Cuisine at the family home on the Prince Edward Island shore has taken a turn toward the robust. Last night Exquisite Maiko presented her super flavorful pork belly in Bonito broth (HG has waxed lyrical about this dish in a previous post). This time, creative EM enriched the dish with big chunks of daikon radish. EM does much to the radish to bring it to a high degree of succulence. The precise procedure is an EM secret. Best not to pry. This was preceded by EM’s marinated mackerel sashimi, a delicious treatment of an often neglected fish. The night before, Brilliant Lesley R. produced her version of Stretch’s Chicken, the signature dish at the eccentric Belmont Tavern in Belleville, N.J. (HG has paid tribute to the Belmont Tavern in a previous post). BLR procured a big free range chicken at the Cardigan Farmers Market and cut the bird into manageable pieces. BLR browned the bird pieces in a big pan and then simmered them in garlic, anchovies, rosemary and lots and lots of wine vinegar. Served with roasted potatoes and fresh yellow beans. A knockout of a dish. BLR had managed to transport New Jersey Italian soul food hundreds of miles north to PEI. A very tasty achievement.
HG loves scallops and eats them often since BSK is allergic to crustaceans (shrimp, lobster, crabs). Luckily, bivalves (oysters, clams, scallops) create no problem for the beautiful lady. BSK lustily indulges in all other sea creatures (with the exception of eels and Chinese jelly fish salad). The waters between Prince Edward Island and Nova Scotia contain superb sea scallops. BSK honors them in the kitchen by giving them a quick saute resulting in a crisp exterior and a lush, juicy interior. Last night BSK prepared two pounds of scallops flanked by steamed bok choy. Exquisite Maiko added to the festivities by preparing cold soba in mentsuyu broth. There were a host of toppings — slivers of egg crepes, scallions, cucumbers, nori, tomatoes, garlic scapes. Perfect summer dining.
The best scallops in the world are Nantucket Bay scallops. Unfortunately, the season is very short and when frozen these morsels quickly lose their flavor and texture. HG and BSK owned a Nantucket home many years ago. They had a friend, a Nantucket native (family had lived on that magic isle for countless generations). who often went scalloping. He once invited HG and BSK to enjoy his catch in the traditional Nantucket way — raw, straight from the shell, no seasoning. Unforgettable, tasty experience.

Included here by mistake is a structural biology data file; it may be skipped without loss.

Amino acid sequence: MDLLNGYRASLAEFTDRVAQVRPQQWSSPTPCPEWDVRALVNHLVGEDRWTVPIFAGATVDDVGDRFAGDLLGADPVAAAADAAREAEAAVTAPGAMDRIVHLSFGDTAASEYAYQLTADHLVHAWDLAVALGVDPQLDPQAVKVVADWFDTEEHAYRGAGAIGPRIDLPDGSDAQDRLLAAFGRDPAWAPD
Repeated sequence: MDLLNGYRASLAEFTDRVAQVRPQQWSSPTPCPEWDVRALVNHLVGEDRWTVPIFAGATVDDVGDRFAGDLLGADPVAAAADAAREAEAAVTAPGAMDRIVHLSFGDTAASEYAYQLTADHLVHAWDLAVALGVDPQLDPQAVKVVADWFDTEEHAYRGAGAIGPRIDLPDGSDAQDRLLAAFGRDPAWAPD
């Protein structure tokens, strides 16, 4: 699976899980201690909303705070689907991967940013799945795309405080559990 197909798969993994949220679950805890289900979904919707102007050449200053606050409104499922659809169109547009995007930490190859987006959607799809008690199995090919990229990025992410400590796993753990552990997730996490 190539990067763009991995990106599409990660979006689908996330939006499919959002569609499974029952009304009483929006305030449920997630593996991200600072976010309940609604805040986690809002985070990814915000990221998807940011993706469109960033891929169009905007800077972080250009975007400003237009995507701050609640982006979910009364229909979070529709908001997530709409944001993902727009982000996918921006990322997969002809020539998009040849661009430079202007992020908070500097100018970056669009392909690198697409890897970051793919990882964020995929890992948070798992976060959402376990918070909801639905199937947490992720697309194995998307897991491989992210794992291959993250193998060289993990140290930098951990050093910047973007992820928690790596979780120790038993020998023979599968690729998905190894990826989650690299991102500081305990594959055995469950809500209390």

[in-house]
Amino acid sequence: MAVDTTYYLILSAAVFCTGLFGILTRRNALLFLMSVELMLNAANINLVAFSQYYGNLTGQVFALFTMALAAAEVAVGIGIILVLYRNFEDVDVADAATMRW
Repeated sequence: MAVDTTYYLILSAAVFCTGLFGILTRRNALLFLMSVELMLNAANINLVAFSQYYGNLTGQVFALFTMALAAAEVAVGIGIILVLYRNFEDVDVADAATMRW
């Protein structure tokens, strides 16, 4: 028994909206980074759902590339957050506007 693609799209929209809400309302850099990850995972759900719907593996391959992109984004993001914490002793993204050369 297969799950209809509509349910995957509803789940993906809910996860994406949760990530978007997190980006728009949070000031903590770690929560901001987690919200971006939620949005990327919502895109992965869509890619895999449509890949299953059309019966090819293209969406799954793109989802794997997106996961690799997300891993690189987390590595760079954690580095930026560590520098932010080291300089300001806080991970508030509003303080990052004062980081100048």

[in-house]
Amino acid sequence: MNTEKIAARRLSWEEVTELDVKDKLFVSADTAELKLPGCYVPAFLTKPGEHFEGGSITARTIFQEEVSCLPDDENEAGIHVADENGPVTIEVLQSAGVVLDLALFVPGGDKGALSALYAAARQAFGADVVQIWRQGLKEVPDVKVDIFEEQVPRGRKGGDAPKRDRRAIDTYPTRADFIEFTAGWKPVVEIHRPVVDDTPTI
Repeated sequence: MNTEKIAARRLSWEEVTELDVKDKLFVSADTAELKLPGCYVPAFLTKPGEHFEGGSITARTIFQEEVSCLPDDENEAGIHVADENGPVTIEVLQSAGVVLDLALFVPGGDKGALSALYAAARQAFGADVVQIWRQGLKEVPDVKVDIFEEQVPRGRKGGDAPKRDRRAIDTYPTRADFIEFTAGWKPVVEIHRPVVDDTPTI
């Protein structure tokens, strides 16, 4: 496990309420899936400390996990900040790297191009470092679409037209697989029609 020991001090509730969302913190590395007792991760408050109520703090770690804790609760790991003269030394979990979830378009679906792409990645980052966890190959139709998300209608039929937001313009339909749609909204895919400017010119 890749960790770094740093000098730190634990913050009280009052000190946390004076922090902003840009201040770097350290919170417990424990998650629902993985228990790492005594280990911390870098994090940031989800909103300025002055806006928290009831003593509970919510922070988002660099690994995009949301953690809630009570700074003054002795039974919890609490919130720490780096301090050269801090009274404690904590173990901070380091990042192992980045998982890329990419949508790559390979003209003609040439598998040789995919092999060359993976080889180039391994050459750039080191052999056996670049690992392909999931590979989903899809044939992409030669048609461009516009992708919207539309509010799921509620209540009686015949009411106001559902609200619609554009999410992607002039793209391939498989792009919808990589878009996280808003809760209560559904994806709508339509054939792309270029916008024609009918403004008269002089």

Consistent readers of Hungry Gerald may have noticed that HG eats a lot of fish and vegetables plus quarts of olive oil and an abundant amount of garlic. Reasonably healthy stuff. HG enjoys the sea, Prince Edward Island and New Mexico. Most of all he enjoys (and loves) BSK and his wonderful family of food and wine and art and literature and music lovers. Thus, HG wants to live a long time. Legend has it that garlic keeps vampires away. HG presumes it also scares the Moloch Hamoves (The Angel of Death). But, there are times when HG neglects oil and garlic and revels in the forbidden meaty flavors of pig (Tamworth and Berkshire pigs, of course). Like last night. HG spread wheat bread with a product he obtained from Lloyd’s Specialty Meats at the Cardigan Farmers Market — potted meat. That was the Scotch-Irish description. But, in realty it was rillettes, that robust staple of Parisian bistros. Essentially, potted meat (or rillettes) is lard, pork shoulder and pork spare ribs cooked down into a jam-like spread. In fact, the French often refer to it as confiture de cochon (pig jam). No matter what you call it, it is delicious. Not exactly on the cardiologist’s most recommended list of heart-healthy snacks. HG sprinkled his potted meat with Maldon smoked sea salt flakes and accompanied it with local mustard pickles. HG Followed this with fettucine made carbonara style with raw eggs, back bacon, parmigiano cheese and ground black pepper. Plus fried discs of young zucchini and some just picked green peas. As a further bow to healthy living (and it tasted good — a big green salad.